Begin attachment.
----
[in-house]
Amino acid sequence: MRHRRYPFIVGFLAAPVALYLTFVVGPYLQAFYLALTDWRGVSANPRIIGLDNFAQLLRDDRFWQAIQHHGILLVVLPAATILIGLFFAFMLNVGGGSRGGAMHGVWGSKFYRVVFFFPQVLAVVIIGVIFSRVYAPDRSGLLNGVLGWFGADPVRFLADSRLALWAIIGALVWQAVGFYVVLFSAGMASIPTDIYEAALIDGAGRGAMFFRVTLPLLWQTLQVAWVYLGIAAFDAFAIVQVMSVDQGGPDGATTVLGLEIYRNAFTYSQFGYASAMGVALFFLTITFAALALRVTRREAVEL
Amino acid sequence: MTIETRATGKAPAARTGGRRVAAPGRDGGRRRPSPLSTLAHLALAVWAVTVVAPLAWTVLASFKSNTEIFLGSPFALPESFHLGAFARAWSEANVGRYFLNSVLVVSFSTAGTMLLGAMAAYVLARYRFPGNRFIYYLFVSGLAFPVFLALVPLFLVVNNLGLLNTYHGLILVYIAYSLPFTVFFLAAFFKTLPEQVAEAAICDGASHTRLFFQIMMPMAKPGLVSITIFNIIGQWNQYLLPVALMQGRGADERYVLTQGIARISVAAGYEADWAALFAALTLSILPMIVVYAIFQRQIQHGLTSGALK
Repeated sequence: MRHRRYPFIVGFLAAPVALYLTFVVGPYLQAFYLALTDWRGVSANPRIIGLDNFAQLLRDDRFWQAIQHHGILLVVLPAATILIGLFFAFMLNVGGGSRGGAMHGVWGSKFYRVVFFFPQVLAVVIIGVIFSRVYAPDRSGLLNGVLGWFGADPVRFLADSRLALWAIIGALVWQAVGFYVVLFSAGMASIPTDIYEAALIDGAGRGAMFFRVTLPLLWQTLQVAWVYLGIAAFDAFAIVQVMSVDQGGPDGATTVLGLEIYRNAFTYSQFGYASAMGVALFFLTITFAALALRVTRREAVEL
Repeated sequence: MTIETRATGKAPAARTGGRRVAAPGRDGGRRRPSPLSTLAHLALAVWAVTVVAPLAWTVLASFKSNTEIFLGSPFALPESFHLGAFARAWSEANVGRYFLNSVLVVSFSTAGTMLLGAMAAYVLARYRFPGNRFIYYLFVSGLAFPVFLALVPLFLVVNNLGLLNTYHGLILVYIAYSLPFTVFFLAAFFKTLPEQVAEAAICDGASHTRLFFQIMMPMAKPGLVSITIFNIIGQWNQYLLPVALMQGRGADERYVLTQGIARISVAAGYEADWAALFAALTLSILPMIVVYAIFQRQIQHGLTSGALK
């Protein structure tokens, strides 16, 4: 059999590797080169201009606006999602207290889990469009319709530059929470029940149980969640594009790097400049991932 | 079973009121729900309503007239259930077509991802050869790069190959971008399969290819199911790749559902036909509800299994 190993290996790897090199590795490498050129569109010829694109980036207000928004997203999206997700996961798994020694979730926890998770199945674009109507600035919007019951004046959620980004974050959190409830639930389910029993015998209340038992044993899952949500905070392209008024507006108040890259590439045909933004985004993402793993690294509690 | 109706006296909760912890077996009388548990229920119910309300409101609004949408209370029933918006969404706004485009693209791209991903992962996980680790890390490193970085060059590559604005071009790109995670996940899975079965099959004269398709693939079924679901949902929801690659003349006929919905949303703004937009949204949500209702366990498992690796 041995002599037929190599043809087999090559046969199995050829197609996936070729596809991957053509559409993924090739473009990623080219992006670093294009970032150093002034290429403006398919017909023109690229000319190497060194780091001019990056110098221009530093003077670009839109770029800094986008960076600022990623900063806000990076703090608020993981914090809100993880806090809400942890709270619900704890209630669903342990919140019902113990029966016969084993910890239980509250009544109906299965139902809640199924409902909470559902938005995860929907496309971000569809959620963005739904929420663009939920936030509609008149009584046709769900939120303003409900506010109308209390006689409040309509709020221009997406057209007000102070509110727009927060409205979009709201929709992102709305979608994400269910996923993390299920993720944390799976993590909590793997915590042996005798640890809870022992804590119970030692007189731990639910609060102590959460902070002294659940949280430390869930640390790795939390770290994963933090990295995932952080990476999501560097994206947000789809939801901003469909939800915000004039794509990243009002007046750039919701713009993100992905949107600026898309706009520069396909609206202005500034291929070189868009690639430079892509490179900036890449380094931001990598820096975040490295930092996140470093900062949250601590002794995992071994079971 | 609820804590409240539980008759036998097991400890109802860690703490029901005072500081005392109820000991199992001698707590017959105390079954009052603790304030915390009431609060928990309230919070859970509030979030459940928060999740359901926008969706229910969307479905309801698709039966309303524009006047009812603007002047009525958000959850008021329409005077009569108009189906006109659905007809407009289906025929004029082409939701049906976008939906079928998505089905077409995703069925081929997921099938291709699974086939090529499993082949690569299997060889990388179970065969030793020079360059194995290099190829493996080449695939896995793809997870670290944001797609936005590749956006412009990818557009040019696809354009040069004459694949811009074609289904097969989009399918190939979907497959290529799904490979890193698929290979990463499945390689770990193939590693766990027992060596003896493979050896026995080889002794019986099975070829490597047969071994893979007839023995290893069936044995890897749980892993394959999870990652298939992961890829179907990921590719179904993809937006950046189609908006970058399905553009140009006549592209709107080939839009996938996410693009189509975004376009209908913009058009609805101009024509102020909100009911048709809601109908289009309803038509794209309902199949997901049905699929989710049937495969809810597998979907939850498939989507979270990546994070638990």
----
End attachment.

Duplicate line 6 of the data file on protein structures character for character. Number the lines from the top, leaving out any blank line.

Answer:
């Protein structure tokens, strides 16, 4: 059999590797080169201009606006999602207290889990469009319709530059929470029940149980969640594009790097400049991932 | 079973009121729900309503007239259930077509991802050869790069190959971008399969290819199911790749559902036909509800299994 190993290996790897090199590795490498050129569109010829694109980036207000928004997203999206997700996961798994020694979730926890998770199945674009109507600035919007019951004046959620980004974050959190409830639930389910029993015998209340038992044993899952949500905070392209008024507006108040890259590439045909933004985004993402793993690294509690 | 109706006296909760912890077996009388548990229920119910309300409101609004949408209370029933918006969404706004485009693209791209991903992962996980680790890390490193970085060059590559604005071009790109995670996940899975079965099959004269398709693939079924679901949902929801690659003349006929919905949303703004937009949204949500209702366990498992690796 041995002599037929190599043809087999090559046969199995050829197609996936070729596809991957053509559409993924090739473009990623080219992006670093294009970032150093002034290429403006398919017909023109690229000319190497060194780091001019990056110098221009530093003077670009839109770029800094986008960076600022990623900063806000990076703090608020993981914090809100993880806090809400942890709270619900704890209630669903342990919140019902113990029966016969084993910890239980509250009544109906299965139902809640199924409902909470559902938005995860929907496309971000569809959620963005739904929420663009939920936030509609008149009584046709769900939120303003409900506010109308209390006689409040309509709020221009997406057209007000102070509110727009927060409205979009709201929709992102709305979608994400269910996923993390299920993720944390799976993590909590793997915590042996005798640890809870022992804590119970030692007189731990639910609060102590959460902070002294659940949280430390869930640390790795939390770290994963933090990295995932952080990476999501560097994206947000789809939801901003469909939800915000004039794509990243009002007046750039919701713009993100992905949107600026898309706009520069396909609206202005500034291929070189868009690639430079892509490179900036890449380094931001990598820096975040490295930092996140470093900062949250601590002794995992071994079971 | 609820804590409240539980008759036998097991400890109802860690703490029901005072500081005392109820000991199992001698707590017959105390079954009052603790304030915390009431609060928990309230919070859970509030979030459940928060999740359901926008969706229910969307479905309801698709039966309303524009006047009812603007002047009525958000959850008021329409005077009569108009189906006109659905007809407009289906025929004029082409939701049906976008939906079928998505089905077409995703069925081929997921099938291709699974086939090529499993082949690569299997060889990388179970065969030793020079360059194995290099190829493996080449695939896995793809997870670290944001797609936005590749956006412009990818557009040019696809354009040069004459694949811009074609289904097969989009399918190939979907497959290529799904490979890193698929290979990463499945390689770990193939590693766990027992060596003896493979050896026995080889002794019986099975070829490597047969071994893979007839023995290893069936044995890897749980892993394959999870990652298939992961890829179907990921590719179904993809937006950046189609908006970058399905553009140009006549592209709107080939839009996938996410693009189509975004376009209908913009058009609805101009024509102020909100009911048709809601109908289009309803038509794209309902199949997901049905699929989710049937495969809810597998979907939850498939989507979270990546994070638990």